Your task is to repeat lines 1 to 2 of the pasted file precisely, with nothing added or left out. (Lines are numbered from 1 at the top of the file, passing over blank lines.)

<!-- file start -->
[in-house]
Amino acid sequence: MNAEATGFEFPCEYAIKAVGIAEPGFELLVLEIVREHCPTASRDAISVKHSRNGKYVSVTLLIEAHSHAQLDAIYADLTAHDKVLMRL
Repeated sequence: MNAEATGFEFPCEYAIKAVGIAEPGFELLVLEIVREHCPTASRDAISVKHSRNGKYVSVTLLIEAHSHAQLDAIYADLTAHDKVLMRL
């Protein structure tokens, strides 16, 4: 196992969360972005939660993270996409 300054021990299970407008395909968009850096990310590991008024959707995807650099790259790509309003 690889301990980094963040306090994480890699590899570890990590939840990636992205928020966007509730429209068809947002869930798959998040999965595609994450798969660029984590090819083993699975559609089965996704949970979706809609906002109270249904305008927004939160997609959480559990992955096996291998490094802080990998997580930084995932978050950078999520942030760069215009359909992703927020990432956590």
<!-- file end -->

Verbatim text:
[in-house]
Amino acid sequence: MNAEATGFEFPCEYAIKAVGIAEPGFELLVLEIVREHCPTASRDAISVKHSRNGKYVSVTLLIEAHSHAQLDAIYADLTAHDKVLMRL